Chinese food vs. Sports bar while forecasting sales
Lokad has a pretty unique approach to forecasting where we leverage all the data that we have to perform every single forecast. While discussing with customers, I have been asked whether Lokad would mix Chinese food data with sports bar data. Indeed, the customer was worried that we might mix data that exhibits very different sales patterns although it was the same food and drink retail industry.
In fact, the more abstract question was: How refined is the notion of industry segments within Lokad? Well, the real answer is that we don’t have any notion of industry segments in Lokad. And, in my humble opinion, it would be a really poor idea to even try to improve statistical forecasts based on such information
- No matter how refined is your industry segments classification, it’s still a very poor approximation of the reality. Industry segments are changing all the time, and who knows whether sales of Thai food exhibit the same patterns that sales of Vietnamese food. In a way, this is why dmoz.org is massively less popular and useful than search engines.
- Even of small point of sales is usually generating a dozen of time-series (for each product being sold) at least 200 worked days per year. Thus, one year of history represent already more than 1.000 numbers to be exploited. The information contained in those number is dwarfing the amount of information contained in the classification that would typically be represented as just a few numbers.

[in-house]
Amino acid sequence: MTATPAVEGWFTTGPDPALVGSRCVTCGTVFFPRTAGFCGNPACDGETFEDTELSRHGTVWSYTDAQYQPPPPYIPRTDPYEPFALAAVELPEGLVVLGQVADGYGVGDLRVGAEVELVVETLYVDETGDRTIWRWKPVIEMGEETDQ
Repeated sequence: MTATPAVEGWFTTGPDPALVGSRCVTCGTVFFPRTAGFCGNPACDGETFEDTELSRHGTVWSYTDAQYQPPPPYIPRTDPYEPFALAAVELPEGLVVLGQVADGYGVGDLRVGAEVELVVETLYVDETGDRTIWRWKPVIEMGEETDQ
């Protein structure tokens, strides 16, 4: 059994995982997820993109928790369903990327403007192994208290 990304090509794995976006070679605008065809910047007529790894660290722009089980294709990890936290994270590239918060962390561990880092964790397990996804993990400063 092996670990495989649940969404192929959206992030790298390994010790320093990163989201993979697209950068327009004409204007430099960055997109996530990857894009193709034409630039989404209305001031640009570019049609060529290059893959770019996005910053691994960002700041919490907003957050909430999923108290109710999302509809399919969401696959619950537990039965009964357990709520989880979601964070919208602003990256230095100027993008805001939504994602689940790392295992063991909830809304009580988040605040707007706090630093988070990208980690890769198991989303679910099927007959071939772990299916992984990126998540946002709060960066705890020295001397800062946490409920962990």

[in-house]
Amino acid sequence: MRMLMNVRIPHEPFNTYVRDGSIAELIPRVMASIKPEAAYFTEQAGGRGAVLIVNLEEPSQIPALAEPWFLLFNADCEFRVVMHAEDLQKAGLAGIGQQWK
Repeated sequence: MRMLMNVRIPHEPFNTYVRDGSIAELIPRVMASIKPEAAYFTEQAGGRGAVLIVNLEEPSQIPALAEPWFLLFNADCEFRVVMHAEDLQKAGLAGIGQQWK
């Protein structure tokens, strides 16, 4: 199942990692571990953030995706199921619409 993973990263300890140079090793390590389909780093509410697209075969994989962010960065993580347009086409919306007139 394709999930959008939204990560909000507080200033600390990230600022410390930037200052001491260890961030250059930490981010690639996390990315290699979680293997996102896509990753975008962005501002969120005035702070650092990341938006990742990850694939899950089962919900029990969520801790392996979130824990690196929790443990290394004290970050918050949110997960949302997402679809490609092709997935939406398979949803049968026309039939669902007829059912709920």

- Creating a classification that matches the forecasting purposes is probably as hard, if not harder, than the forecasting task itself. Indeed, an efficient classification would be able tell whether business segments will exhibit same patterns in the future.
Instead of relying on such a manual classification, Lokad is relying directly on statistical correlations: if some data can be used to improve the considered forecast, then do it; if the data cannot be used to achieve that, then just ignore the data. With proper statistical tools, more data does not hurt and storing data has never been cheaper.
Back to the Chinese Food vs. Sport Bar initial example, the reality is more complex than it seems. Some products, sold in both places, let’s say ice cream, might exhibit similar sales patterns because they depend a lot from the weather, while some others, let’s say beers, might behave very differently. Lokad is relying on automated processes to validate the correlations for every single forecasts; as opposed to do it once for a whole industry segment.
Introducing industry segments in Lokad would be like reverting from full text search to a hierarchical directory: time-consuming, and, in the end, much less efficient.